No Taming This Shrew


Hollywood Loves Mobile Video

With many video clips floating around the Web, like the 12 one-minute episodes of Borat, the mobile video is becoming increasingly popular among the consumers. However, advertisers seem too prudent, giving the film studios problems with monetization.

Another example of the successful mobile video is Warner Brothers' six-episode series based on the popular Superman television show "Smallville." Fox also experimented with the mobile version of the popular "Prison Break" series. Both projects had hard time monetizing the work involved, with Sprint and Toyota being the only sponsors (Sprint advertised on "Smallville", while Toyota supported "Prison Break").

Mobile advertising is still in its infancy. eMarketer reported that around $421 million was spent to reach the mobile phone users last year. By contrast, broadcast TV advertising was estimated at $48 billion in 2006, according to the Universal McCann media agency. Add to that that only about 5 million users are watching the videos on their handsets, a small fraction of the 195 million mobile phone subscribers nationwide, and you'll have the complete picture.

While companies are still not that eager to advertise in the new media, film studios are continuing to experiment, but suggest that predicted explosive growth is still some time away. The upcoming Apple iPhone may be the light at the end of the tunnel for Hollywood. Its 3.5" touchscreen may provide users with a needed comfort for watching the mobile video...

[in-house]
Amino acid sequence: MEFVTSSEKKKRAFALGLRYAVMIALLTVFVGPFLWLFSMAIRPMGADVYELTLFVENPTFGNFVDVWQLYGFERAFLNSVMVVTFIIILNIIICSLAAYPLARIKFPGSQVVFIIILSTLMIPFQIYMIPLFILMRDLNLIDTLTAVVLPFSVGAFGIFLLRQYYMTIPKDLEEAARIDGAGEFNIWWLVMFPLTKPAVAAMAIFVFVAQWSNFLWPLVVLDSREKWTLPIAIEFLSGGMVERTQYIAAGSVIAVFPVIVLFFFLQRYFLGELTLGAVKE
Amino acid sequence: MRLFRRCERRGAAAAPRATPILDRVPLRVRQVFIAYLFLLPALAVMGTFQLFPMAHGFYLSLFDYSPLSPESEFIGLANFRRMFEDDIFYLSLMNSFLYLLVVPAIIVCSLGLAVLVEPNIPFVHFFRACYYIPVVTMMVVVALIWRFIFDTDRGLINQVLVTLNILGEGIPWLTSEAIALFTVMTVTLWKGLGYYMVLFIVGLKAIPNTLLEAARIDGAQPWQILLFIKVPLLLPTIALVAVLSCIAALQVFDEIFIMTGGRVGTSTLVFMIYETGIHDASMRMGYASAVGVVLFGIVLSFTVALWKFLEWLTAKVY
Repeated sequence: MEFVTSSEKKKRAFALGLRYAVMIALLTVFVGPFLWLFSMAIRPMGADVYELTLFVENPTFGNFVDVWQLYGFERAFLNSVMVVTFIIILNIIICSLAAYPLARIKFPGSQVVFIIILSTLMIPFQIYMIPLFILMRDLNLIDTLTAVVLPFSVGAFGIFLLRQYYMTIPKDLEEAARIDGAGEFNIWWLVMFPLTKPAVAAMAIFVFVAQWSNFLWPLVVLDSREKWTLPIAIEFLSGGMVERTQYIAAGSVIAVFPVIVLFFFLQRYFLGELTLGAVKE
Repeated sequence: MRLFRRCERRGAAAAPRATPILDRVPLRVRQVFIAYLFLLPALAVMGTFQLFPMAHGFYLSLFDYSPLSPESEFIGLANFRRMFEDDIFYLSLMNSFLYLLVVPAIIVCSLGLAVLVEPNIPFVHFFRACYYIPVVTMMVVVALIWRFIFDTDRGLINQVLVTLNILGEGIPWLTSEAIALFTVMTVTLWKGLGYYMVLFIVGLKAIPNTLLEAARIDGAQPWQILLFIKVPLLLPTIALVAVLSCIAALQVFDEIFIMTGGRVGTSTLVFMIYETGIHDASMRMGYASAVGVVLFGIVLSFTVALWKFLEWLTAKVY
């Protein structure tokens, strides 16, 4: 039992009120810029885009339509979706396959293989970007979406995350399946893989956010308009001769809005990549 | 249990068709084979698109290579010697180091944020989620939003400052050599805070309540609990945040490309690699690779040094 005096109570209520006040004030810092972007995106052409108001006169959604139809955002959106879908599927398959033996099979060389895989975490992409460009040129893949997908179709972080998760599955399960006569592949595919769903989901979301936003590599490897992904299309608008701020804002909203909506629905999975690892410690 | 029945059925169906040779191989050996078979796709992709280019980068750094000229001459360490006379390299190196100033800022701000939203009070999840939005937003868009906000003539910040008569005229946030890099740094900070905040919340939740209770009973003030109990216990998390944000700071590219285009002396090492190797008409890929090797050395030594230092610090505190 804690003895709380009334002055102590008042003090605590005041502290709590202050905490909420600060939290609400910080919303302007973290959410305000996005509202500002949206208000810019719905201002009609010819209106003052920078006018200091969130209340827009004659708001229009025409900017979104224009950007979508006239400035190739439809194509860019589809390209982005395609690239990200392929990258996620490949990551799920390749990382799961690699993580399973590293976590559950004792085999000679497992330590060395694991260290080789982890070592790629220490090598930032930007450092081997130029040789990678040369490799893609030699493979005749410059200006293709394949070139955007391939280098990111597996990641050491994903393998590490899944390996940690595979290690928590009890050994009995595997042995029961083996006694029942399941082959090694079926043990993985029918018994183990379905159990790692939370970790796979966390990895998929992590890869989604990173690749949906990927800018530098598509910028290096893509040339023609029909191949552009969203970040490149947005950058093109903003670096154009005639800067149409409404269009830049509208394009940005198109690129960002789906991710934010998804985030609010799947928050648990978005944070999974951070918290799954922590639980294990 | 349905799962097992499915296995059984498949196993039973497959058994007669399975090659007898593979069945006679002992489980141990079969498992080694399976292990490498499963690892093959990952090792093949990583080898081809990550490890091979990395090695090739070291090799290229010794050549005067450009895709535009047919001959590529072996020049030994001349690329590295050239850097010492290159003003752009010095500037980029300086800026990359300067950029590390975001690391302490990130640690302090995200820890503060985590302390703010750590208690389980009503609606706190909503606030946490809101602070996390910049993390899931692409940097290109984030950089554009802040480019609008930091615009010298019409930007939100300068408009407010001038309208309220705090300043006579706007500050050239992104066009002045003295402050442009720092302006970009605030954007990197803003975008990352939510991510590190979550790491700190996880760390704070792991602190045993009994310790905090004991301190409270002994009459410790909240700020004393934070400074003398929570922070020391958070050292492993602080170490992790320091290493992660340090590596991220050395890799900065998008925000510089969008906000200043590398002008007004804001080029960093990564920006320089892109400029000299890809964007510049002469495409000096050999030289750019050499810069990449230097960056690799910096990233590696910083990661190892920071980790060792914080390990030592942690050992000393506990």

In the summer of 2006, Sony created behind-the-scenes vignettes from the FX series “Rescue Me,” which were offered in three-minute installments on cellphones in-between the weekly television shows.

“We were trying to leverage the production,” said Mike Arrieta, executive vice president of digital distribution and mobile entertainment for Sony, adding that they had their own team on the set for filming.

Where studios could get into trouble, though, is if mobile phone episodes like these are viewed less as promotional material and more as pure entertainment. Unionized actors, directors and writers have already balked at creating videos and other material for the Web, saying they should be paid for the extra work. (Unionized workers are not paid extra to create promotional materials.)

One way to get around the situation is by creating animated episodes or hiring look-alike actresses instead. That is what Fox did early on. But the issue is expected to be a sticking point in the planned talks with the unions. Some unions are already monitoring how much advertising revenue studios are making.

Not surprising, studios are bracing for tough negotiations.

“I think everyone is trying to figure it out and decide how to deal with it,” said Zack Van Amburg, a co-president with Mr. Erlicht at Sony Pictures Television. “For now we are all in a ‘Let’s embrace it and it’s here’ mode. No one has the answer yet.”
The full article titled "Hollywood Loves the Tiny Screen. Advertisers Don't." is available on The New York Times' site.

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